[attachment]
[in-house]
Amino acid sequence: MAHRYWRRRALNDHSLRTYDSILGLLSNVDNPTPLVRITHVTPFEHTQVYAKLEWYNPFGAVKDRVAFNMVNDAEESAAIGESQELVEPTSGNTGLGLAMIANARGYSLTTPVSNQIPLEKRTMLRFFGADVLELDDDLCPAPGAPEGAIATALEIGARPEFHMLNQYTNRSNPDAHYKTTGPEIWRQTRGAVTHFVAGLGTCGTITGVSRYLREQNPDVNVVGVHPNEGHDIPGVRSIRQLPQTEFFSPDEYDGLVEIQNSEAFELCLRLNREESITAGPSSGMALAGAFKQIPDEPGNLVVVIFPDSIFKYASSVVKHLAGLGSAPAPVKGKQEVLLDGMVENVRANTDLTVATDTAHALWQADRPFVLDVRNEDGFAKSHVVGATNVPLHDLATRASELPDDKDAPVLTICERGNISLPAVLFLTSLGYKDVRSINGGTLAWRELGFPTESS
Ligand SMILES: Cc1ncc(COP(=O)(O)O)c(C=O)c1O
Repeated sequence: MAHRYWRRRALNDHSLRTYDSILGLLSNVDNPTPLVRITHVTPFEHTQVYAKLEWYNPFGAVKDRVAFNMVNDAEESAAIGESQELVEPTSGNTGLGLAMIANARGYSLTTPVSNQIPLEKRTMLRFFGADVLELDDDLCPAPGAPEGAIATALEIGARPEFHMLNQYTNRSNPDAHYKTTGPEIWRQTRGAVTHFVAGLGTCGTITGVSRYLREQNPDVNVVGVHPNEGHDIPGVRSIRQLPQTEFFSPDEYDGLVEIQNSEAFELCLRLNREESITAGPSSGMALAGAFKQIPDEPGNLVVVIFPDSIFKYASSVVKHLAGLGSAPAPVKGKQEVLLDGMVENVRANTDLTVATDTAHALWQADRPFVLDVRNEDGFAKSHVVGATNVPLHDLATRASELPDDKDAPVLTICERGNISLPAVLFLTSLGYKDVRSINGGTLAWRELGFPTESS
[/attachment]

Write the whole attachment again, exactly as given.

[in-house]
Amino acid sequence: MAHRYWRRRALNDHSLRTYDSILGLLSNVDNPTPLVRITHVTPFEHTQVYAKLEWYNPFGAVKDRVAFNMVNDAEESAAIGESQELVEPTSGNTGLGLAMIANARGYSLTTPVSNQIPLEKRTMLRFFGADVLELDDDLCPAPGAPEGAIATALEIGARPEFHMLNQYTNRSNPDAHYKTTGPEIWRQTRGAVTHFVAGLGTCGTITGVSRYLREQNPDVNVVGVHPNEGHDIPGVRSIRQLPQTEFFSPDEYDGLVEIQNSEAFELCLRLNREESITAGPSSGMALAGAFKQIPDEPGNLVVVIFPDSIFKYASSVVKHLAGLGSAPAPVKGKQEVLLDGMVENVRANTDLTVATDTAHALWQADRPFVLDVRNEDGFAKSHVVGATNVPLHDLATRASELPDDKDAPVLTICERGNISLPAVLFLTSLGYKDVRSINGGTLAWRELGFPTESS
Ligand SMILES: Cc1ncc(COP(=O)(O)O)c(C=O)c1O
Repeated sequence: MAHRYWRRRALNDHSLRTYDSILGLLSNVDNPTPLVRITHVTPFEHTQVYAKLEWYNPFGAVKDRVAFNMVNDAEESAAIGESQELVEPTSGNTGLGLAMIANARGYSLTTPVSNQIPLEKRTMLRFFGADVLELDDDLCPAPGAPEGAIATALEIGARPEFHMLNQYTNRSNPDAHYKTTGPEIWRQTRGAVTHFVAGLGTCGTITGVSRYLREQNPDVNVVGVHPNEGHDIPGVRSIRQLPQTEFFSPDEYDGLVEIQNSEAFELCLRLNREESITAGPSSGMALAGAFKQIPDEPGNLVVVIFPDSIFKYASSVVKHLAGLGSAPAPVKGKQEVLLDGMVENVRANTDLTVATDTAHALWQADRPFVLDVRNEDGFAKSHVVGATNVPLHDLATRASELPDDKDAPVLTICERGNISLPAVLFLTSLGYKDVRSINGGTLAWRELGFPTESS